At $4,300, Will This 1997 Geo Tracker Hunt Down A Buyer?

Nice Price or No Dice: 1997 Geo Tracker
Photo: Craigslist
Nice Price Or No DiceIs this used car a good deal? You decide!

Geo was once General Motors’ island of misfit brands, and today’s Nice Price or No Dice Tracker was the marque’s cute-ute from partner Suzuki. What might so convoluted a past be worth in today’s dollars?

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Earlier this week, a group of researchers announced the completion of their analysis of a large set of fossilized footprints that had been found on a beach along Spain’s Atlantic coast. The impressions were left, the researchers said, by a group of Neanderthals who passed that way more than 100,000 years ago.

Not everything that stands the test of time should be automatically considered to be of intrinsic value. Take yesterday’s 1975 Opel Manta for instance. That little coupe looked like it had just rolled off the assembly line and had only done a little over 20,000 miles since it actually had. That condition, however, couldn’t muster much enthusiasm for the seller’s set $16,500 price. Based on your comments, it was that price, along with the car’s fun-sucking three-speed automatic transmission, that caused the Opel to suffer an overwhelming 84 percent No Dice loss.

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Photo: Craigslist

Opel was once the “captive import” brand of General Motors. The parent company gave up on keeping it captive back in the ’70s, but never really lost the yen for having some sort of import-fighting brand in its stable. A decade after giving the Opel nameplate the heave-ho here in the States, GM introduced a whole new brand name: Geo. This was to be a catchall for a bunch of cars and trucks built by three separate partners at factories located variously around the globe. Geo would eventually follow Opel into the annals of captive import history, but its most successful models would outlive the brand, being re-branded as Chevrolets before dying off as well.

This 1997 Geo Tracker is one of those successful models, and 1997 would be the last year it would be branded as a Geo. The Tracker was a Suzuki product, built in the GM/Suzuki joint-venture plant at Ingersoll, Ontario. While the badging said Geo — and later Chevrolet — there was little else to distinguish the model from the Suzuki Sidekick it was based on.

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Photo: Craigslist
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While also available as a four-door wagon and hard-top, this Tracker is the cute-ute convertible. That’s probably the most desirable edition to have, and this one is made all the more attractive by being capped with a two-piece fiberglass hardtop. That makes it look a little bit like an Igloo ice chest.

The two-door rides on an amazingly short 86.6-inch wheelbase and only clocks in at a tad over 11 feet overall. Its small size is what made the Tracker an easy car to maneuver and park. That size also made it a great vehicle to tow behind an RV for use as a runabout at the KOA once you’d set up camp.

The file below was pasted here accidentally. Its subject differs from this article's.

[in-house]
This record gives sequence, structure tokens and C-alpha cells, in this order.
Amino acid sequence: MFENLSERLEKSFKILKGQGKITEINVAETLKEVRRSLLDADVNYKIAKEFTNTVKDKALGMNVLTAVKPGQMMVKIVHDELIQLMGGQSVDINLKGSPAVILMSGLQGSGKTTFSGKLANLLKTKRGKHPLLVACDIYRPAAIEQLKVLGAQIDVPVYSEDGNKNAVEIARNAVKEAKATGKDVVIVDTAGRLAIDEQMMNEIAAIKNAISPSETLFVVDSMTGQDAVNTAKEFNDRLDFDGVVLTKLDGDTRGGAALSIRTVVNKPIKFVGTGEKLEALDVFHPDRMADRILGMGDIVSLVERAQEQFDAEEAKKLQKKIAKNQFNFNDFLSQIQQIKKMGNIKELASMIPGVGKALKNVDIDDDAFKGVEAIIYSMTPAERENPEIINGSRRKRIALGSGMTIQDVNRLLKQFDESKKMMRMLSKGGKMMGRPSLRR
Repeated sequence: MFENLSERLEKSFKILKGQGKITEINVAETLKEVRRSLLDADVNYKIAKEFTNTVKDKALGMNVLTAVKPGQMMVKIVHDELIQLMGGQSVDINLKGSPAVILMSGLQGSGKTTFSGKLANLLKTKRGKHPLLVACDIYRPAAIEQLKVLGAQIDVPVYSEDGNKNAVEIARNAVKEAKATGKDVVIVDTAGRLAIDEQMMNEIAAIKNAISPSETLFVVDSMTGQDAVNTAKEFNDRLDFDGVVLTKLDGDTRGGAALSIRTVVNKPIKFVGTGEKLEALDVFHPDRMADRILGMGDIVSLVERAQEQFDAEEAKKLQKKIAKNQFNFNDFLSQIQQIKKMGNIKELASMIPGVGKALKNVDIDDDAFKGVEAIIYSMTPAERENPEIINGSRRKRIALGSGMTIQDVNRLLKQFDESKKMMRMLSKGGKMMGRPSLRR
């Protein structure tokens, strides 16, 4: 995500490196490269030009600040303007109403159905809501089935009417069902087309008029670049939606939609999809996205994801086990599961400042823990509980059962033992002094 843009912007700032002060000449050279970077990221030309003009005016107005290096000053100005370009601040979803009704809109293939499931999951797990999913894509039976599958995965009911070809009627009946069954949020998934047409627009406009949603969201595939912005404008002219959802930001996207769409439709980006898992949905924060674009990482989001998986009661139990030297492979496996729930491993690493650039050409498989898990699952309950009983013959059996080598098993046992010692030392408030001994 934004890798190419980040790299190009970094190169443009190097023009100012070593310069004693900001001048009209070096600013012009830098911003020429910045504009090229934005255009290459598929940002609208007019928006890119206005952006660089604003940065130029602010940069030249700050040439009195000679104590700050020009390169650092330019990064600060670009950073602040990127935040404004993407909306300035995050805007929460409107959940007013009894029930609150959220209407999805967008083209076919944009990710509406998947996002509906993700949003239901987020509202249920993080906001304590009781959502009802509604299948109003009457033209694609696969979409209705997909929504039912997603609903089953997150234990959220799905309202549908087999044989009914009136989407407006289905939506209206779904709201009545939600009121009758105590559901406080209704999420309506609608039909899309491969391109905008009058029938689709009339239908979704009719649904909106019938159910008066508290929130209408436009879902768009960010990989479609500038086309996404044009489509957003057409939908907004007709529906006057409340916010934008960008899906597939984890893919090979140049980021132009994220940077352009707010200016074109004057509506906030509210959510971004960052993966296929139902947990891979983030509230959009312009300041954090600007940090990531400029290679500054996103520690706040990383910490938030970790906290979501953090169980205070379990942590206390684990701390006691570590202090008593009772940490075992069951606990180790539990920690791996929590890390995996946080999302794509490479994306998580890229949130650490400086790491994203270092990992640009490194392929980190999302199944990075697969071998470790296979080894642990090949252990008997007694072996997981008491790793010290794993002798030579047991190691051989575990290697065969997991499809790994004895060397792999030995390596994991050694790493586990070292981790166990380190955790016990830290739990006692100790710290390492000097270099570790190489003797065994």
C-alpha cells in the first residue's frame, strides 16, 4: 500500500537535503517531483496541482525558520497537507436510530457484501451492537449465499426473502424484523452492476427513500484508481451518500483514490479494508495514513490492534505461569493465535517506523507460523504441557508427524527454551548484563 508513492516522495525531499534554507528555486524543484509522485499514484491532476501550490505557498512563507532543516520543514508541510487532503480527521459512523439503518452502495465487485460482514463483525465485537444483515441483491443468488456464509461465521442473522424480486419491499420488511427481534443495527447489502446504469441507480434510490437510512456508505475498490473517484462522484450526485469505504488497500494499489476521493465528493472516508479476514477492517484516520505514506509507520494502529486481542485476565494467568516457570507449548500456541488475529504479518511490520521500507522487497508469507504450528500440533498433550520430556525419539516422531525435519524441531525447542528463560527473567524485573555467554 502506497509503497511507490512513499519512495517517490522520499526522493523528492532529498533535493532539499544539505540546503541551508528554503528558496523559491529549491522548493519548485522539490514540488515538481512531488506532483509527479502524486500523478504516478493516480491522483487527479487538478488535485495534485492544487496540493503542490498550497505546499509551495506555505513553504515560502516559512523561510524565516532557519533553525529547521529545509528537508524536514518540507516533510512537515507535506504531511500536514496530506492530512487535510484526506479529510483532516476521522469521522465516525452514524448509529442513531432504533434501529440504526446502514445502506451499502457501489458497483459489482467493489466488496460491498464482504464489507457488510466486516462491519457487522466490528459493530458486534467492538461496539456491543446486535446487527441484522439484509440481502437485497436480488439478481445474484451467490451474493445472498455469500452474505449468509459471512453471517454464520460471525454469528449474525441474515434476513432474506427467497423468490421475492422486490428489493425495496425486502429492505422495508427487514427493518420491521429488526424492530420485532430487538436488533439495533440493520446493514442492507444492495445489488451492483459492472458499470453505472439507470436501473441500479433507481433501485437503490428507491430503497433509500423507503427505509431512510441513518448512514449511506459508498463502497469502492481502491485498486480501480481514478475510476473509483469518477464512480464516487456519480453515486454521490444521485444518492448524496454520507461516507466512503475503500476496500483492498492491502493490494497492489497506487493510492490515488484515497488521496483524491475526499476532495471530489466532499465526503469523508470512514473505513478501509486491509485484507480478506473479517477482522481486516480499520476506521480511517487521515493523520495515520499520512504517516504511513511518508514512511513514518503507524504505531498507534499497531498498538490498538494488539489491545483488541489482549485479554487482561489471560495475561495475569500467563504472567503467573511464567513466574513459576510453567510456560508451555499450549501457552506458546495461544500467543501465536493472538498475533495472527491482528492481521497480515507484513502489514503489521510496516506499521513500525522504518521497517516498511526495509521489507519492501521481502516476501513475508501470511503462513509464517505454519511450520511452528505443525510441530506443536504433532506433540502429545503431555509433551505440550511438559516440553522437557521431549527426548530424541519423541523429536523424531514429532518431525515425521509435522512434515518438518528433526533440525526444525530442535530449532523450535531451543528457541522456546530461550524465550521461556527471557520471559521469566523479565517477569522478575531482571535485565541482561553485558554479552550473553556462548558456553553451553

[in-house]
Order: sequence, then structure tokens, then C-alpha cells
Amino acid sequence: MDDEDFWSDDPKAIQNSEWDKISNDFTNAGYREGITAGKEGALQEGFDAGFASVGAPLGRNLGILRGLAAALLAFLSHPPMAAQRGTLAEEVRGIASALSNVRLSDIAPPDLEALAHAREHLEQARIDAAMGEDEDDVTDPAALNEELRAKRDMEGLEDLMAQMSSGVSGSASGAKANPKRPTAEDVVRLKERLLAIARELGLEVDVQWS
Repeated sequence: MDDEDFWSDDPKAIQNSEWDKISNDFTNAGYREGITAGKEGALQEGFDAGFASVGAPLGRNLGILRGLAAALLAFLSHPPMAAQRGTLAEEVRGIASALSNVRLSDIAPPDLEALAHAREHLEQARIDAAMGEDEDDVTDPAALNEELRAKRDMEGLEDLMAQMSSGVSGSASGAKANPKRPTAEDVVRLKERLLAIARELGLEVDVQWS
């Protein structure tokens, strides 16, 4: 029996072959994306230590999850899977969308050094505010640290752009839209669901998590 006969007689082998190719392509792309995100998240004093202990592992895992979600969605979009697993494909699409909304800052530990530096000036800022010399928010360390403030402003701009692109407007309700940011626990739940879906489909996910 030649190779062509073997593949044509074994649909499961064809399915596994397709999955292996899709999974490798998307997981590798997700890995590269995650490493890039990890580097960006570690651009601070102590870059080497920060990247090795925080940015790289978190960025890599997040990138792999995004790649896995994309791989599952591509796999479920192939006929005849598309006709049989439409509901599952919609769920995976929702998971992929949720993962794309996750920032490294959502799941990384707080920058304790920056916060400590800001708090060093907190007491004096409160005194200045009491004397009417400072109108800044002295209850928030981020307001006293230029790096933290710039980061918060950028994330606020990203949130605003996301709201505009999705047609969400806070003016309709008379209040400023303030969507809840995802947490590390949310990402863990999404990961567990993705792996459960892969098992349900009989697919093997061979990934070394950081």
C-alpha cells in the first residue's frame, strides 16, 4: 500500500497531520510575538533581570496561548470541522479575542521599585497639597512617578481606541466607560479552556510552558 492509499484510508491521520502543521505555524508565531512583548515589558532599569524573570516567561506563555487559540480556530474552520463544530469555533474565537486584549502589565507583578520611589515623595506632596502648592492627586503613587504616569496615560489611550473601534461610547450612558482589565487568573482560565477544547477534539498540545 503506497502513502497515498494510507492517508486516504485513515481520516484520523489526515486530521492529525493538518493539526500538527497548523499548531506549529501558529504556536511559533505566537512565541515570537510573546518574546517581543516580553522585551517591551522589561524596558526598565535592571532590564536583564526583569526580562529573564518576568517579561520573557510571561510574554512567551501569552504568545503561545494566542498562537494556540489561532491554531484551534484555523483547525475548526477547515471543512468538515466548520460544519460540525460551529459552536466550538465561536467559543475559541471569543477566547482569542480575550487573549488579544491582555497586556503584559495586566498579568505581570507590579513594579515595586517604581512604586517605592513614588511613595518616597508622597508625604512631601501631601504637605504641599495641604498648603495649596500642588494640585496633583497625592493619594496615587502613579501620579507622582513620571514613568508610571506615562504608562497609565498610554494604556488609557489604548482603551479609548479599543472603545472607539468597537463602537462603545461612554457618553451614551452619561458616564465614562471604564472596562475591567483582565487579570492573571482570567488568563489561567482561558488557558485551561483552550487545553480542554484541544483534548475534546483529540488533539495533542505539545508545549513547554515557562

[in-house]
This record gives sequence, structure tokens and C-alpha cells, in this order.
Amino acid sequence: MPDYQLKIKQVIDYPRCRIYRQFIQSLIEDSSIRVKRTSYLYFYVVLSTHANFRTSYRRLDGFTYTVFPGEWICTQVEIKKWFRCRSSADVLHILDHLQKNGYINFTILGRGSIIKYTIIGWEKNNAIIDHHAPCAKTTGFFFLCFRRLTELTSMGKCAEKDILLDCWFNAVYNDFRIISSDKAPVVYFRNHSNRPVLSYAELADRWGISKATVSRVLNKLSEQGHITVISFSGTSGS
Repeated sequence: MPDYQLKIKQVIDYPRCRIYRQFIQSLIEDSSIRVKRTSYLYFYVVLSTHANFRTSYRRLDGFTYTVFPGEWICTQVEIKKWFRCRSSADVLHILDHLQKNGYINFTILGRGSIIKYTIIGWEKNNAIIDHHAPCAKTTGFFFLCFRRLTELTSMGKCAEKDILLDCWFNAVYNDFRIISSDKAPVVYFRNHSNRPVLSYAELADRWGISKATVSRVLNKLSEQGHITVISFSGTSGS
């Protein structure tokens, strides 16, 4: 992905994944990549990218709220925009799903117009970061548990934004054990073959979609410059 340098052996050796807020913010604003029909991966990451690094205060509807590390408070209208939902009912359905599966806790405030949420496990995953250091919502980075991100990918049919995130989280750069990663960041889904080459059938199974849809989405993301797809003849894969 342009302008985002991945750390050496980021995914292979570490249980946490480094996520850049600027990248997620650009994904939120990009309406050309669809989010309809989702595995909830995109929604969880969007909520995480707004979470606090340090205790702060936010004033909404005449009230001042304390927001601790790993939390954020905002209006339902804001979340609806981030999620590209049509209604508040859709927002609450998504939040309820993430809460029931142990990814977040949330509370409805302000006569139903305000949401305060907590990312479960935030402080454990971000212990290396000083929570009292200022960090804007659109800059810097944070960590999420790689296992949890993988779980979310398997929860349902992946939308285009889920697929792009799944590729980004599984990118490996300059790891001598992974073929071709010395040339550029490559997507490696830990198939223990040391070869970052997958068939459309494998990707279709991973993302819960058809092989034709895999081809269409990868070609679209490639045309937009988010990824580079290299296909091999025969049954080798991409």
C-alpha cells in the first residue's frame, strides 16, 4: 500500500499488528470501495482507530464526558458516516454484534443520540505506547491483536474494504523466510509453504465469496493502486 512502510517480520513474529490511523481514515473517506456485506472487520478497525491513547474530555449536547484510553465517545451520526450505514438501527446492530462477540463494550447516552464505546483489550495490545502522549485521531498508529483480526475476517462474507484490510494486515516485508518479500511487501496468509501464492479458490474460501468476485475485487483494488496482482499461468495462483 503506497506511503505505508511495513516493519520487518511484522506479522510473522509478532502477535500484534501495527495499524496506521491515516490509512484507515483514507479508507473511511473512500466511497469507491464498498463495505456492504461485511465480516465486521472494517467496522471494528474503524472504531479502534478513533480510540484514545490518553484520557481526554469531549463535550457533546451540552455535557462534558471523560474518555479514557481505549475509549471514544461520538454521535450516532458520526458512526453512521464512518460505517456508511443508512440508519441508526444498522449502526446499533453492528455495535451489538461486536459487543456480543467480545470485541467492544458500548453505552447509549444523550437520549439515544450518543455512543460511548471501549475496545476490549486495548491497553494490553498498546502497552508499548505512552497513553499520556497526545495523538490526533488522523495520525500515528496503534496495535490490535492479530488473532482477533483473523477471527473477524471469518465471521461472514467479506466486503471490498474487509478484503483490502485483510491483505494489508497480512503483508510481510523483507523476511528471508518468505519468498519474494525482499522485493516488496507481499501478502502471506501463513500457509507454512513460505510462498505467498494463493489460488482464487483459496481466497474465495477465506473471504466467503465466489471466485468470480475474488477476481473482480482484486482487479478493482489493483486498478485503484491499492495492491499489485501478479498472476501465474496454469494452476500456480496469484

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That was apparently this Tracker’s lot in life. Evidence of such is offered by the tow bar hookup below the front bumper. It’s also noted as such in the ad which claims that many of the truck’s estimated 165,000 miles were done as an also-ran to an RV. Those miles are only estimated since the odometer apparently broke at 147K.

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Photo: Craigslist
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Trackers were available with four-wheel drive, but this one just turns the back tires. It does so by way of a 96-horsepower 1.6-liter four backed by a five-speed manual transmission. That combo should offer reasonable miles per gallon when not counting on an RV to do its work for it.

Overall, this Tracker looks to be in very nice shape, It wears paint that pops and chunky factory alloys that show no curbing. The interior, too, looks only lightly used and features cheerful cloth upholstery of the type you rarely see anymore. The rest of the cabin is all plastic and painted metal, but that’s just par for the course. You do get the cool step-down windows in the doors just like you get in a big Ford F-Series today. According to the ad, the air-conditioner blows cold and the title is clear.

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Photo: Craigslist

The price tag for this former RV accessory is $4,300 and it’s now incumbent on you to judge both the truck and that price. What do you think, is this Geo worth that kind of cash? Or, did this Tracker’s seller lose the scent?

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You decide!

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Jacksonville, Florida, Craigslist, or go here if the ad disappears.

H/T to Eric Weigand for the hookup!

Help me out with NPOND. Hit me up at rob@jalopnik.com and send me a fixed-price tip. Remember to include your Kinja handle.

Rob Emslie is a contributing writer for Jalopnik. He has too many cars, and not enough time to work on them all.

DISCUSSION

yetanotheruselessburner
Chris's driveway looks like a World War II Loser's reunion.

I feel anyone who “No Dices” this should be made to explain themselves publicly.